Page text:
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Why Did Amazon.com, Inc. (AMZN) Host Secretive AI and Robotics Conference?

Amazon.com Inc, Artificial Intelligence MARS Conference

Amazon.com, Inc. organized an exclusive conference this week in Palm Springs, California, that focused on robotics, artificial intelligence (AI), space exploration, and home automation, according to Bloomberg Business and reports from attendees. The event was called MARS, which stands for Machine-Learning Automation, Robotics and Space Exploration.

Google inc artificial intelligence

Some of the guests on the invite-only list came from robotics companies such as Rethink Robotics, educational institutions like MIT, research institutes like ETH Zurich, and carmakers such as Toyota. Around 130 people were invited to the cozy affair.

Much of the event is still shrouded in mystery. Even Amazon has not confirmed that it even took place, but photos of the event are starting to emerge on platforms like Twitter. The co-founder of iRobot, Helen Greiner, tweeted about going to the event and meeting old friends and new machines.

According to Bloomberg Business, guests at the event attended seminars about topics such as giving human values to robots. In fact, robots were the subject of a number of different demos and talks.

The invitations for the event read: “Many great humans are attending (not to mention some extraordinary robots).” The event at the Parker Palm Springs resort was attended by Amazon CEO Jeff Bezos himself, who turned up on stage donning a robotic suit.

The conference reportedly featured celebrity appearances from film director Ron Howard and author Dan Brown. Attendees could watch robotic arms dueling with Star Wars light sabers and enjoy food and drinks served on Kiva robots. They were invited to make their own axes and use them to split wood, and they also got the chance to try out virtual reality devices.

 Why did Amazon keep the event a secret?

The real question here is why was the conference such a big secret? Amazon  has never tried to hide its keen interest in these fields, particularly robotics, and Jeff Bezos is the founder and backer of commercial space exploration firm Blue Origin.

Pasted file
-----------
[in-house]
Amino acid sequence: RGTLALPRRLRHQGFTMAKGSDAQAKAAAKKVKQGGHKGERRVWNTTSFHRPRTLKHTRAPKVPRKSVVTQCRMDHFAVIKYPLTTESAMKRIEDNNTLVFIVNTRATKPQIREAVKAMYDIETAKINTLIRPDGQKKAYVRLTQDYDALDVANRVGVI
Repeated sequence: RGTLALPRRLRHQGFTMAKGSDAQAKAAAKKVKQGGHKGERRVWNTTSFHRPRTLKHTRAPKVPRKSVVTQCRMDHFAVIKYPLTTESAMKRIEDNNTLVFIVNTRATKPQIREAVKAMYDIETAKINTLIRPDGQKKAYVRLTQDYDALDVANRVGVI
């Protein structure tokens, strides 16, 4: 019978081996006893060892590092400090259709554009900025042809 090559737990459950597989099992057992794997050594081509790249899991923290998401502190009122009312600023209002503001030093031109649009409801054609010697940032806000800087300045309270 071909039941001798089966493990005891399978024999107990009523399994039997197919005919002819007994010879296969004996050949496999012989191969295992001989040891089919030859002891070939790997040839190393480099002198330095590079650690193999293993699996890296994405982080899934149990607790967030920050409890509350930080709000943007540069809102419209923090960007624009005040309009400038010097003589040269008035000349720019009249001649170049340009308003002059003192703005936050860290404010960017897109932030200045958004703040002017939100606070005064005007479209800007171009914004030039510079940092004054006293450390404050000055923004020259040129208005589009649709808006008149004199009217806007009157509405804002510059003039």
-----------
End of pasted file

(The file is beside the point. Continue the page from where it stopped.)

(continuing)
Last year, Amazon held a robotics challenge to help develop machines that can help with order fulfillment, and their warehouses make use of robots. Amazon’s Echo bluetooth speakers are equipped with voice assistant Alexa, who can help users with tasks lime dimming their lights, playing music, and ordering pizza.

Is Amazon.com, Inc. (AMZN) looking to expand robotics operations?

There have been reports that Amazon might be interested in buying Google’s robots subsidiary Boston Dynamics, which recently posted a video clip of its robots picking up boxes and stacking them on shelves on YouTube.

Amazon already owns robots firm Kiva and uses more than 30,000 of its machines in its warehouse, although they are simpler than the anthropomorphic ones made by Boston Dynamics.

Amazon is one of a number of firms that believe that robots are going to become indispensable tools in the logistics world. Some speculate that they are looking to run their warehouses entirely by robots, but the firm is quick to stress that the robots will be the collaborative variety that work with humans rather than replacing them entirely.

An Amazon spokesperson told GeekWire last year: “There has been no job loss associated with the use of robotics in our buildings and in fact due to increased efficiencies, some of our buildings utilizing robotics have the highest headcounts in our network.”

Positive sign for investors

Amazon does tend to be somewhat secretive about its technology. Exclusive meetings are also not that unusual; the firm hosts Campfire meetings with authors once a year in New Mexico.

Nevertheless, the secretive nature of the robotics meeting has raised more than a few eyebrows and led observers to wonder what exactly Amazon has up its sleeve. Perhaps that’s what they were hoping for. It’s clear they are pushing forward in this field, which could give investors confidence in their long-term prospects. After all, the global robotics market is expected to grow almost 30 percent by 2019.

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